Archive for December, 2009

My top 10 movies from 2000-2009

Everyone else has a list, why not me?

1. Little Children

2. Man on Wire

3. Notes on a Scandal

4. Persepolis

5. Before the Devil Knows You’re Dead

6. Man on the Train

7. The Lives of Others

8. No Country for Old Men

9. Children of Men

10. Touching the Void

Honorable mention:  Synecdoche, New York; Turtles Can Fly; Zodiac; Perfume: The Story of a Murderer; Mean Girls; The King of Kong; Eternal Sunshine of the Spotless Mind;  Y Tu Mama Tambien;  The Son; Frida; Man Push Cart

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The great author

From Fante’s Ask the Dust:

I stood before the mirror once more, shaking my fist defiantly.  Here I am, folks.  Take a look at a great writer!  Notice my eyes, folks. The eyes of a great writer.  Notice my jaw, folks. The jaw of a great writer. Look at my hands, folks.  The hands that created The Little Dog Laughed and The Long Lost Hills.  I pointed my index finger savagely.  And as for you, Camilla Lopez, I want to see you tonight.  I want to talk to you, Camilla Lopez.  And I warn you, Camilla Lopez, remember that you stand before none other than Arturo Bandini, the writer.

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Fight Club

I saw a preview for Fight Club just before it was released.  The preview focused on the fights.  To me, it looked like a pretty standard action movie with a lot of violence and explosions. This was confirmed by Roger Ebert’s 2 star review (I usually agree with Ebert)  in which he said “It’s macho porn — the sex movie Hollywood has been moving toward for years, in which eroticism between the sexes is replaced by all-guy locker-room fights.”  Not my kind of movie.  So I passed on it.  I passed on it, that is, until I read Jim Emerson’s fantastic essay on the movie last year:

One of the (many) reasons I probably connect so strongly with David Fincher’s “Fight Club” (1999) is that, by capturing clinical depression more accurately than any other movie I’ve ever seen…, it helped shake me out of the grips of a depression that was sucking me down at the time. I was the only person in the theater convulsed with laughter from beginning to end, because it was liberating, exhilarating, to see the truth of my own inner experience reflected back at me in its funhouse mirror. I recognized myself in the movie, relished the psychological acuteness of what I was seeing, felt its black absurdity resonate in my poor, chemically imbalanced noggin. From the very first images deep inside the human brain, I felt it could not be about anything else, even though I didn’t know where it was going to go from there.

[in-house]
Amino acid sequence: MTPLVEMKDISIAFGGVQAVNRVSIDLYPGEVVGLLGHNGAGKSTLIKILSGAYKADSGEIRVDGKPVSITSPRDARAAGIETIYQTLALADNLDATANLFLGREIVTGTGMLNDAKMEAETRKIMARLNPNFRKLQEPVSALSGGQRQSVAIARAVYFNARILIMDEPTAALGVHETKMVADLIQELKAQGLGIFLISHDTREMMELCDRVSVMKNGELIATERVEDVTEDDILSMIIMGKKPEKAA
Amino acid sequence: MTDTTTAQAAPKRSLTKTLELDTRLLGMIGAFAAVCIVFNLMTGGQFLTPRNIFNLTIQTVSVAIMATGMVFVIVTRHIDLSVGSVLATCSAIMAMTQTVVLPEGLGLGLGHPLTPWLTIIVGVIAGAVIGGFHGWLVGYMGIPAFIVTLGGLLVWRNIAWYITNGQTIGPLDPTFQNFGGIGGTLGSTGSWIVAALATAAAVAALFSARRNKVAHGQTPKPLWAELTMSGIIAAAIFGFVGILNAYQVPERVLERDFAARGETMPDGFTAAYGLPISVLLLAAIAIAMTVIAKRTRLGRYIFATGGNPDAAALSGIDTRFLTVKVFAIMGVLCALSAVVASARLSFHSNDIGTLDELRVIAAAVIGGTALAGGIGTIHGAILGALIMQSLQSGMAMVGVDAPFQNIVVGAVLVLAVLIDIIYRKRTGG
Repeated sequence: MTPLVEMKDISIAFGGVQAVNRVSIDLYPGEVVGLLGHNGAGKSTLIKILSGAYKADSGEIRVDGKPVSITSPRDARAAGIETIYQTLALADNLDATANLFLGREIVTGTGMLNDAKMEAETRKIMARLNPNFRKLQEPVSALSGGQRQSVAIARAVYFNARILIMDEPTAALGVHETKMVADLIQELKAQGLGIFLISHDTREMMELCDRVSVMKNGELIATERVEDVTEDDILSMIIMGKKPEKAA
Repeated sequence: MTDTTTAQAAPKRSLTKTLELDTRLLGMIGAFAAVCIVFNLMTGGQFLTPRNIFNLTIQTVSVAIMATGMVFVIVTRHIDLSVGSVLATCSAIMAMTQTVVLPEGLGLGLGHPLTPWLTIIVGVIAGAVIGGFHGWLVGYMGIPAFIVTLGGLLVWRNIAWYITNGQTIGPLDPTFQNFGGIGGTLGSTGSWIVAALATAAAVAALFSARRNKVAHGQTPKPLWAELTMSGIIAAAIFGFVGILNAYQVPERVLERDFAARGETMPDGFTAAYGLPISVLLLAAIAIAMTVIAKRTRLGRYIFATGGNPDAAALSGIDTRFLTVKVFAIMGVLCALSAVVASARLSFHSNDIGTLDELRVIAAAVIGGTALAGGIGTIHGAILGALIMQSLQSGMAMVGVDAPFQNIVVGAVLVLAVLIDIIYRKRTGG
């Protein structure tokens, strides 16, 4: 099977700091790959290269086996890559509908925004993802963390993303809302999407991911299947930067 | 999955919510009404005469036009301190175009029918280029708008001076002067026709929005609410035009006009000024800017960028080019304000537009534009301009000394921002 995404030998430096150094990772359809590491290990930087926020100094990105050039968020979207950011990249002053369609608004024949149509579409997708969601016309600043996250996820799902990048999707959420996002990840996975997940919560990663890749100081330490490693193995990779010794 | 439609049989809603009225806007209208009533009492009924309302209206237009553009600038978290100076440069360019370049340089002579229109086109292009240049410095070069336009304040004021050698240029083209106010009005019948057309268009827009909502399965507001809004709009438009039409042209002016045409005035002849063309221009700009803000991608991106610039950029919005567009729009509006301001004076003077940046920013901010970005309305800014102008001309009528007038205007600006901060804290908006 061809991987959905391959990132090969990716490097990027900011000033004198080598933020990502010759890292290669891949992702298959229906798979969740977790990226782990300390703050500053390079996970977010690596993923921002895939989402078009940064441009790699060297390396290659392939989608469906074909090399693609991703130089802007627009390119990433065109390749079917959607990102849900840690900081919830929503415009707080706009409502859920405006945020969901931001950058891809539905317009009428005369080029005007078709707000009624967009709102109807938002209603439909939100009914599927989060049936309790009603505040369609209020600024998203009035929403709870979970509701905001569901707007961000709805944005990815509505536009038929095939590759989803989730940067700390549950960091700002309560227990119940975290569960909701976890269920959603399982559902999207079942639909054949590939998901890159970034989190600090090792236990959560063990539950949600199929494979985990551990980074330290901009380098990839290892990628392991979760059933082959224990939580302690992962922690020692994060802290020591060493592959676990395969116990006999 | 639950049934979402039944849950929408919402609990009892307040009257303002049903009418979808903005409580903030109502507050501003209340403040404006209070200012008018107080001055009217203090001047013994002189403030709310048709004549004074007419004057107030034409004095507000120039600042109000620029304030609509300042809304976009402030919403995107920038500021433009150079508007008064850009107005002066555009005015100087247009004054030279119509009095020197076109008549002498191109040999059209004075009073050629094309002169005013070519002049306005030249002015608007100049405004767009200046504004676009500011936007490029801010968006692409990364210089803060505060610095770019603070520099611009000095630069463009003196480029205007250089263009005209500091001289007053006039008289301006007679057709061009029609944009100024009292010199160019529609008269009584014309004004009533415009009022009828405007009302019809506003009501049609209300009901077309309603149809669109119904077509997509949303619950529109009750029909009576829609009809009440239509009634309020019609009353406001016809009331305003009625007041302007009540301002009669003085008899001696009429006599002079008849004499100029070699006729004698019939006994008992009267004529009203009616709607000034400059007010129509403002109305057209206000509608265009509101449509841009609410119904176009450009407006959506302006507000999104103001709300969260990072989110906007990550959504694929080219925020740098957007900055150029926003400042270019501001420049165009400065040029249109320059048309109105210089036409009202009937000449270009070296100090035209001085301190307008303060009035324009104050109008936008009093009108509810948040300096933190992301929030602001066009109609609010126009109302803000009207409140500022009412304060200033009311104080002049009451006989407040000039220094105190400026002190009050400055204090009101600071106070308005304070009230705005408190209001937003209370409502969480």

Since then, he has written more about this love story.

Anyway, I saw the movie and liked it a lot.  However, sometimes I don’t know how much I like a movie until months later.  It’s the same way with photos, paintings, music… I generally don’t know if I like a particular work of art until it’s had time to sit on my mind for a while.  Fight Club is one of those movies that I still think about.  Thus, it had an impact on me.  I now consider it a great film.  Kim Morgan recently called it the movie of the 1990s:

It’s not a dumb jock statement of  being a “man.” Rather, it shows how through the alienation of social institutions, and the de-masculination of culture, the rugged individualist is rare …

Fight Club is a multifaceted satire. It attacks not only the dehumanizing, corporate Starbucks/Ikea world we inhabit (and still inhabit — even more), but also self-help philosophies, men’s movements, commercials, TV and, interestingly, movies, but oh-so cleverly. The way cinema is blamed for contributing to real-life violence is not only woven into the picture, but it became a reality lobbed at the movie upon release.